Thursday, April 28, 2016

 Lucky Cat (Maneki Neko)
woodblock print
This Japanese folk image beckons good fortune and good company into the home.  What looks to a westerner as “bye-bye” is the gesture for “come here” in Japan.

Guardian Fox Messenger

woodblock print

The fox is the guardian/messenger for Inari, the deity of rice who is honored at shrines throughout Japan. The fox is a trickster figure, able to change into any shape.


woodblock print

Manjusri is the deity of wisdom in the Buddhist pantheon.  I pictured him as a boy riding a Korean tiger.  

Japanese Tiger

woodblock print

This tiger is a guardian figure, one of a pair (the other is Chinese!)

Kuan Yin
woodblock print
Kuan Yin is the Chinese name for the deity of mercy and compassion in the Buddhist pantheon who “hears the cries of the world.”  (Chenrezig in Tibet, Kannon in Japan)

Sunday, June 30, 2013

Tuesday, January 8, 2013



Saturday, January 15, 2011

The Wish Fulfilling Daruma Doll
A favorite souvenir of tourists visiting Japan is the Daruma doll, a round, usually red, papiermache figure with big empty eyes. When you get your Daruma doll, you make a wish or think of a goal, and paint in one eye. When the wish comes true or the goal is reached, you paint in the other eye. The doll is also a symbol of determination. Tip it over and it quickly goes upright again. The Japanese saying is:
"Seven times down, eight times up."
Daruma (Bodhidharma) was an Indian priest who founded Zen Buddhism in China. The legend is that he meditated so long without moving that his arms and legs fell off! And that's determination!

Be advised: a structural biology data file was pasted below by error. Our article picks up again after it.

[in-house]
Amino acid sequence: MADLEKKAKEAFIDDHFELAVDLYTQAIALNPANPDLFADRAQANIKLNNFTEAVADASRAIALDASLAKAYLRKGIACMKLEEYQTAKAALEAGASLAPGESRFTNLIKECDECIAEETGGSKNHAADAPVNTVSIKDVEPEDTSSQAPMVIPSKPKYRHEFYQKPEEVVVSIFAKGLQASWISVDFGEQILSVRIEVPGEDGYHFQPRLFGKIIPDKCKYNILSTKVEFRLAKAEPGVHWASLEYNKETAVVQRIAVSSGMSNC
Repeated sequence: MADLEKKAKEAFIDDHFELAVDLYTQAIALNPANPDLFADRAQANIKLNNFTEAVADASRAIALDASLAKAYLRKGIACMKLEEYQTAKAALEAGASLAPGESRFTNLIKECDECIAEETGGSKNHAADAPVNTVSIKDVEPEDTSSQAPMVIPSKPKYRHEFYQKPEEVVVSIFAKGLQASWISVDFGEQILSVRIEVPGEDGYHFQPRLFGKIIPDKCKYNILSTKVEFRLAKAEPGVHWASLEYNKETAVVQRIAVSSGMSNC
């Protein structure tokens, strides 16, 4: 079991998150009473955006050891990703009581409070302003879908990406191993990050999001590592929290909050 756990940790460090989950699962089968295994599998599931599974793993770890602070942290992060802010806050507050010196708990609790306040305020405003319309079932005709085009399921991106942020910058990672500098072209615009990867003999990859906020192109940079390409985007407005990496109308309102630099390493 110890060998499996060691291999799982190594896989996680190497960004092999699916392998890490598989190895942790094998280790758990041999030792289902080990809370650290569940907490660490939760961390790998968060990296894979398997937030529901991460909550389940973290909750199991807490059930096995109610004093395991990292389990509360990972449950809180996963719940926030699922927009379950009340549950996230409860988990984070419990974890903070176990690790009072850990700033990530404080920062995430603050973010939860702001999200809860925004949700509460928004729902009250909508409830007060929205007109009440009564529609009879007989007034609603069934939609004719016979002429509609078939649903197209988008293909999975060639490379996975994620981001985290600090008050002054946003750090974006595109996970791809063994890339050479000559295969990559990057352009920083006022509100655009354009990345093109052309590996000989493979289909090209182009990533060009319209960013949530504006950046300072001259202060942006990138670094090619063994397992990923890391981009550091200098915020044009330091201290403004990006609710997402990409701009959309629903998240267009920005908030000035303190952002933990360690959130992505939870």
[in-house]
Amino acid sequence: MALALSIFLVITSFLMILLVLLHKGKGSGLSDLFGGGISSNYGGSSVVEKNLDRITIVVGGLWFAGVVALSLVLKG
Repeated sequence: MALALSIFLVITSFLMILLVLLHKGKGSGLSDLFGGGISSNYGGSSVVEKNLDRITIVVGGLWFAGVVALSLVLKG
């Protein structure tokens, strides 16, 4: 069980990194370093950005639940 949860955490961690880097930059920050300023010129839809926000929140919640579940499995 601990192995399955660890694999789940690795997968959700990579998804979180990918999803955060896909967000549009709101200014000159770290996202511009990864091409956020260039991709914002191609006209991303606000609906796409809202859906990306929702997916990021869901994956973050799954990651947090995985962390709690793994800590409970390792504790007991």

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Sunday, September 19, 2010

4 x 6 inches
woodblock print

This charming papier mache dog (inu hariko) is a wish for good luck and good health.
In Japan it is given to pregnant women in hopes of an easy childbirth,
and also to new babies, to be hung over the crib to guard the baby from harm and illness.
Different shrines have different styles of inu hariko. Some have toy drums on their backs.
This one has a basket and an umbrella on his head!
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Saturday, September 18, 2010

4 x 6 inches
woodblock print

In the olden days, Japanese kitchens had an image of a round-cheeked smiling woman, named Otafuku,
who carried a rice scoop in one hand. She brought good luck to the hearth.
Throughout Asia, the Bodhisattva of Mercy (Kannon in Japan, Kuan Yin in China)
is often depicted with a long-necked bottle containing healing balm,
or the elixer of immortality. I combined them in one image, as a blessing
for physical and spiritual health.
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